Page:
With an easy to use interface, Statista enables you to look up any topic and provides current figures gathered from trusted sources like the US Census Bureau. The charts and graphics are downloadable in multiple formats so you can incorporate them into your paper or PowerPoint presentation, or analyze them further in an Excel spreadsheet.

Access Statista from the Databases page on the library website.

Connecting Library Databases to Google Scholar on your personal computer


As members of the UT community, you have access to all of our subscription databases both on and off campus. Take a look at our database list here. If you like to use Google Scholar, there is a way to connect all of our exclusive databases in that platform. That way you’ll be able to use Google Scholar to cross search everything the library offers you!

Here are the steps to connect:

  1. Go to Google Scholar
  2. Click on Settings on the top (the gear icon)
  3. Click on “Library links” on the left sidebar
  4. Type in “University of Tampa” in the search bar
  5. Check the boxes and press save
  6. If you are off campus, sign into Esearch

It’s as easy as that! Now when you search for an article, you’ll see a list that includes “FullText @ Macdonald-Kelce.” Otherwise, you won’t be able to access these articles from off campus or on your personal computer in Google Scholar.

Give it a try. If you need help connecting please stop by the Reference Desk during the day.

New Magazines + Books in the Library

makeDid you know that the Library has the latest issue of many of your favorite magazines available? Browse current issues of Vanity Fair, Make, Sight & Sound, Wired, The New Yorker, and more on the first floor of the library near the back wall.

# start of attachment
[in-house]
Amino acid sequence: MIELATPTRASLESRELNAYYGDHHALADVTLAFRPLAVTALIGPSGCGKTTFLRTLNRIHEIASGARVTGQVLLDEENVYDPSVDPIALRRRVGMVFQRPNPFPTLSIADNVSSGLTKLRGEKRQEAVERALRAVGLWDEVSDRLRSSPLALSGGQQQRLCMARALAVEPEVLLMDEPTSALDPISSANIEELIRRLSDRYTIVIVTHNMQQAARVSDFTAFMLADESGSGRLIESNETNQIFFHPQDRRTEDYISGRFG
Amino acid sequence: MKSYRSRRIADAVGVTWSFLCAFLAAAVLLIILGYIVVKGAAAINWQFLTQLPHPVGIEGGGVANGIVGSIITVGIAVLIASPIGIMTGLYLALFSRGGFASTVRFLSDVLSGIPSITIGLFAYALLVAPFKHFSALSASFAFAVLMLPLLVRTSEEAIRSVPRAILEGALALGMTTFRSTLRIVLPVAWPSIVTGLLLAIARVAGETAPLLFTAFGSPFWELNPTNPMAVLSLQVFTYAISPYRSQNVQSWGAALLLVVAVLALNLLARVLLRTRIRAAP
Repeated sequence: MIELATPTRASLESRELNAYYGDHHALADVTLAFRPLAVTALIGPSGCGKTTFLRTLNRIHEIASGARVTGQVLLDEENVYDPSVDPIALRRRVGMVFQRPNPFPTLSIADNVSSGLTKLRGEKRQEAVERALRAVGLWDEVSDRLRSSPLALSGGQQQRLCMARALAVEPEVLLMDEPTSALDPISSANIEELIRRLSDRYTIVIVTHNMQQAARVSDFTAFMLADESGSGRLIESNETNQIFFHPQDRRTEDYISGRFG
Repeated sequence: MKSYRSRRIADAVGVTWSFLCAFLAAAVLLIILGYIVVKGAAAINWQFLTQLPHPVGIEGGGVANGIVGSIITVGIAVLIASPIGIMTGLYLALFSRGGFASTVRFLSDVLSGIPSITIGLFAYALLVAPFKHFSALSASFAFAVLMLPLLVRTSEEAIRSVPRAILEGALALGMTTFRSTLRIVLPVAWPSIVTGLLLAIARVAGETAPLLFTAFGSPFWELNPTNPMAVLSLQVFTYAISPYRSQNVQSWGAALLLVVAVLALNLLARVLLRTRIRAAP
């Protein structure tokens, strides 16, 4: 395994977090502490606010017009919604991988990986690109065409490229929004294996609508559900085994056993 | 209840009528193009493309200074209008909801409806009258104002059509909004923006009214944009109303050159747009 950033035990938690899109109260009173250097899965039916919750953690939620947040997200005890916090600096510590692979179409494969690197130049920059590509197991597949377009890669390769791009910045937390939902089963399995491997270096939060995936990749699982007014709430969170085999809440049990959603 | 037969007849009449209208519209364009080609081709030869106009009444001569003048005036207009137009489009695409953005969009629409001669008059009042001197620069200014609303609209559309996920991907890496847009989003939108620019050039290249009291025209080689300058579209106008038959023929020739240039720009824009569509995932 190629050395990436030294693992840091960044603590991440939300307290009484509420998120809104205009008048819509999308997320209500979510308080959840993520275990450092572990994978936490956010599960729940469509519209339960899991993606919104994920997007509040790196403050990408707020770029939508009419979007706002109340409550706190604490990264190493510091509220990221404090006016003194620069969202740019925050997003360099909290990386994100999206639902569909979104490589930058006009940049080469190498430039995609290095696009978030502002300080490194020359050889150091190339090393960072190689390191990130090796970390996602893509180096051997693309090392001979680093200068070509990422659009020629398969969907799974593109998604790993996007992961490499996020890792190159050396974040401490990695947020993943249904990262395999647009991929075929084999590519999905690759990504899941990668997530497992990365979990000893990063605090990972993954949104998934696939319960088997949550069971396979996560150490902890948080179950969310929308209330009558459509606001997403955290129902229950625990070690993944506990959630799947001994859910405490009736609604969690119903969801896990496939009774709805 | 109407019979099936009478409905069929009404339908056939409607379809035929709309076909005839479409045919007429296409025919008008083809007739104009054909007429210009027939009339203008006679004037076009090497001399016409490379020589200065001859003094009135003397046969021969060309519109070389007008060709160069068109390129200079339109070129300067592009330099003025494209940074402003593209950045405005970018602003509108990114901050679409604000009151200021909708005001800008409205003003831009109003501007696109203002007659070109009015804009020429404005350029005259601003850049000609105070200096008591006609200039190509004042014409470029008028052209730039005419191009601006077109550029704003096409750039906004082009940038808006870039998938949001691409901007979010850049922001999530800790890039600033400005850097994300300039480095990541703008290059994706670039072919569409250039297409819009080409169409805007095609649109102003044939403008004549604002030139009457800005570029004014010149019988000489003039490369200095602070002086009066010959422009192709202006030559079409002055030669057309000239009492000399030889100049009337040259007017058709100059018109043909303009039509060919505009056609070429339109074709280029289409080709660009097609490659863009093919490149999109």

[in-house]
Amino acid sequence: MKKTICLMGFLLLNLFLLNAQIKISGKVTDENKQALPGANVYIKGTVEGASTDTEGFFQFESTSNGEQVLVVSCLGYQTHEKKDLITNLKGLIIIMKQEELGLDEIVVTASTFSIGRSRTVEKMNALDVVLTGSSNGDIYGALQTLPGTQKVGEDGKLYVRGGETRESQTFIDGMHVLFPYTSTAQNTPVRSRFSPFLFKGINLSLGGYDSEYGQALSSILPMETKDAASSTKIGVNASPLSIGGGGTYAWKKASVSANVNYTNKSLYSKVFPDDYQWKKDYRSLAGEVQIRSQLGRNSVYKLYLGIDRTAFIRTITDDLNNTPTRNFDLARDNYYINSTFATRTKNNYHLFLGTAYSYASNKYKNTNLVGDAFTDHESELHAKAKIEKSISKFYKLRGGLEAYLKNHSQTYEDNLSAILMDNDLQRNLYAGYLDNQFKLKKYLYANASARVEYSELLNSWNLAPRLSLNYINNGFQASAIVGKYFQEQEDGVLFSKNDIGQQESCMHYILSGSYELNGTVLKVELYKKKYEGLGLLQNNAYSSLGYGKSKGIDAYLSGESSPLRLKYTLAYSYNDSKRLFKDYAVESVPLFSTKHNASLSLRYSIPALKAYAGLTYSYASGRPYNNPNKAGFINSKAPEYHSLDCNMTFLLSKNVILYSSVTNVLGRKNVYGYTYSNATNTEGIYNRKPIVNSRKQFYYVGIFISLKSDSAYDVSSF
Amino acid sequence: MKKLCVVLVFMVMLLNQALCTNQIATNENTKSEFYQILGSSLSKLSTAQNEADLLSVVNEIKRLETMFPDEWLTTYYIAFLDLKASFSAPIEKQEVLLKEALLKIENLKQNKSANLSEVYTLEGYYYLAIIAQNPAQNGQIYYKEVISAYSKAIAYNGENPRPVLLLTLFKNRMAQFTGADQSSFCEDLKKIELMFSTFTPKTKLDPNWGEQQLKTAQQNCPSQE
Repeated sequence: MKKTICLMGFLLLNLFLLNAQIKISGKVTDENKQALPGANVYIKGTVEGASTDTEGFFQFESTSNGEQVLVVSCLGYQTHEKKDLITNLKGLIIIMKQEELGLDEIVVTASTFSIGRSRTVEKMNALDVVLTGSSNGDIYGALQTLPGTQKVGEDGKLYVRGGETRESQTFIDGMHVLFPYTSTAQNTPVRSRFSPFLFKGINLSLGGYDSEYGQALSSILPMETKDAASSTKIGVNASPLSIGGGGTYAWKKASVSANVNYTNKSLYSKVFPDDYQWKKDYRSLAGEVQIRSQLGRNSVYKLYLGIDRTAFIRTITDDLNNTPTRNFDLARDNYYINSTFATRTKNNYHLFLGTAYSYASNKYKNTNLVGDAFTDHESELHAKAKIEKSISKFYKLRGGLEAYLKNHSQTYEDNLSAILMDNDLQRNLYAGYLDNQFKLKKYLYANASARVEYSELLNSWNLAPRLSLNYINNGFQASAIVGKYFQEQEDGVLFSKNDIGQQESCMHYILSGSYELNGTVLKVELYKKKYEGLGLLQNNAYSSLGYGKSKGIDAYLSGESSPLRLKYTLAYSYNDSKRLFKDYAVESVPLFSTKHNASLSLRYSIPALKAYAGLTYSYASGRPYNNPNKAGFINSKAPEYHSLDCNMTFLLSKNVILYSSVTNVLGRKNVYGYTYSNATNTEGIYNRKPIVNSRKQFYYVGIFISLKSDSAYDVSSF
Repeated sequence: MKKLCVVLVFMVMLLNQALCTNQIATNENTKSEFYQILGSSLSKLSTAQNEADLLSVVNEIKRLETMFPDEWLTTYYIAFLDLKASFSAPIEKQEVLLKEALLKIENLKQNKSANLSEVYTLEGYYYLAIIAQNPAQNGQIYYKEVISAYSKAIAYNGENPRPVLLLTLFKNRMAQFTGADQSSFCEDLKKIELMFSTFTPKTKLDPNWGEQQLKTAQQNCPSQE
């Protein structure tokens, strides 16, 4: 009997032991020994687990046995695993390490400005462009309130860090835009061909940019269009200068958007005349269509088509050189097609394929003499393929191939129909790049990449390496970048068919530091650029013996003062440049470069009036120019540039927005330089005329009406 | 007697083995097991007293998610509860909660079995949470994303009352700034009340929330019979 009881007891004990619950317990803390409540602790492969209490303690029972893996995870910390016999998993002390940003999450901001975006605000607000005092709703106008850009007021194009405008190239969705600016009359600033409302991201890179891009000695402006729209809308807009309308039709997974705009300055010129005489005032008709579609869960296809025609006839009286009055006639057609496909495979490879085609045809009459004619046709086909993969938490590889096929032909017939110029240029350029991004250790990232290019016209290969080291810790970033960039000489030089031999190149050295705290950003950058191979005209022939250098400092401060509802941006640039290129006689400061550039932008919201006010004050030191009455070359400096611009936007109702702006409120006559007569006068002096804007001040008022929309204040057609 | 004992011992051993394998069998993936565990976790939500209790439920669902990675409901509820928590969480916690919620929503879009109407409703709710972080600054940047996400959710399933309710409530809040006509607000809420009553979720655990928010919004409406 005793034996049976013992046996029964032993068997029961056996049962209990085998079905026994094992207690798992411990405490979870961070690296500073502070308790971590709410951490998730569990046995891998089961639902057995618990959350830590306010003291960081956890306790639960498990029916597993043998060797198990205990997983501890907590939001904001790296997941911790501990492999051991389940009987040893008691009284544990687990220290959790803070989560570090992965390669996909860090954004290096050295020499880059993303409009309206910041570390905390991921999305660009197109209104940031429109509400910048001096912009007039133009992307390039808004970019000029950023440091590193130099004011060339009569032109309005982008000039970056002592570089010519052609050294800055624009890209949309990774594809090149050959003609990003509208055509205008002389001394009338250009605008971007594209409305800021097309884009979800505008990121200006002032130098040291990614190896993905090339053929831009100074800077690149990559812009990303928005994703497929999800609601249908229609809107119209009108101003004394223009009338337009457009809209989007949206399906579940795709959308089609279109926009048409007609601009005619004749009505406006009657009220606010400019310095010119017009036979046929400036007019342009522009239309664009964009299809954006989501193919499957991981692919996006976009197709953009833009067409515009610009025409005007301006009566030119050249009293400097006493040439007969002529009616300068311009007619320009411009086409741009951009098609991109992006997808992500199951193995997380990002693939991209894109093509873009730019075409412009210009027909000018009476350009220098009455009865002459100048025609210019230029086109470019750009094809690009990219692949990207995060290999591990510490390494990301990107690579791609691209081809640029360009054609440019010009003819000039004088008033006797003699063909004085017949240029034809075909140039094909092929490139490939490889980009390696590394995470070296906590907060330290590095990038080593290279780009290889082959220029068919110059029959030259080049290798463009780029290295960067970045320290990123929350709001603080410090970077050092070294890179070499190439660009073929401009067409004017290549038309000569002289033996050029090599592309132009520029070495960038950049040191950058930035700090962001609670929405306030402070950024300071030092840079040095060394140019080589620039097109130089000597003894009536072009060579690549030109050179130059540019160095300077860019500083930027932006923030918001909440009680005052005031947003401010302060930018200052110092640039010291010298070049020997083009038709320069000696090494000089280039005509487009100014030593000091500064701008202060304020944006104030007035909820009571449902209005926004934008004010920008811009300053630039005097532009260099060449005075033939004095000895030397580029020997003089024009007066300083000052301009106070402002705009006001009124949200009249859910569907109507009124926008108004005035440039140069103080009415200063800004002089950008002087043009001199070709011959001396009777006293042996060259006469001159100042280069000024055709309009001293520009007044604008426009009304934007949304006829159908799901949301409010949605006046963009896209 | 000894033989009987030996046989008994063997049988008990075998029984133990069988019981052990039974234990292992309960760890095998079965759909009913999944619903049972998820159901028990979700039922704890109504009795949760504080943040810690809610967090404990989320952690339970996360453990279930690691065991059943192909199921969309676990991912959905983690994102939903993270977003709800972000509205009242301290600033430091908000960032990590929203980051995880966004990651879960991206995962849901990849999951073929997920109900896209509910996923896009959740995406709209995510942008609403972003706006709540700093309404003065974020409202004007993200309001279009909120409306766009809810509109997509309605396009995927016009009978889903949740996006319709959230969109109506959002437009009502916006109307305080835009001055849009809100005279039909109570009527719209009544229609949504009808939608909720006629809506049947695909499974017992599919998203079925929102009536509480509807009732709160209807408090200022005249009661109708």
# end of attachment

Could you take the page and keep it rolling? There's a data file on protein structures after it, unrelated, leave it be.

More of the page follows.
You can also check Ejournals to see if we carry any magazine in print or online.

We also have a “New Books” display near the front entrance. Find the latest scholarship for your major here – they are switched out every couple of weeks so be sure to visit the library and see what’s new!

February UT Insighter

Have you received your QEP T-shirt yet? Learn more about the QEP and what’s going on around campus in this February’s Insighter:

Some highlights:
-Learn about UT’s recently announced new cybersecurity major
-Stop by the Electronics Alive III at the Scarfone/Hartley Gallery
-See who got recognized for their Madness at Midnight.
-Browse the events calendar for the next two weeks to make sure you’re not missing any games, lectures, and other exciting events

Campus Movie Fest begins this week


Campus MovieFest is BACK at UT for the 11th year in a row!

CMF will give you everything you need to make your own 5-minute short film in 7 days, including:

– an Apple Macbook Pro with Adobe Creative Cloud
– a Panasonic HD camera
– a Western Digital My Passport hard drive
– a microphone and tripod
– Technical support and training throughout the week
– 1,100 license-free songs

And the best part? It’s FREE AND OPEN to all UT students!

The top 16 films will be showcased at the Falk Theater, and the top 4 films will move on to our national event, CMF Hollywood in Los Angeles, CA to compete against filmmakers from around the world! This year’s prizes include over $150,000 in cash, gear, professional gigs, industry exposure, a chance to screen at the Cannes Film Festival, and more!

To sign up, go to before February 4th, and click “Participate in this Event”. Follow the instructions to confirm your account.


CMF LAUNCH – February 4th – 12PM to 5PM – Vaughn Lobby

CMF COLLECTION – February 10th – 2PM to 6PM – Vaughn Lobby

CMF FINALE – February 12th – Doors 7PM / Show 7:30PM – Falk Theater

And join the Facebook Event Page for CMF @ UT 2015 to stay informed with news, announcements, technical support questions, cast & crew calls, and more: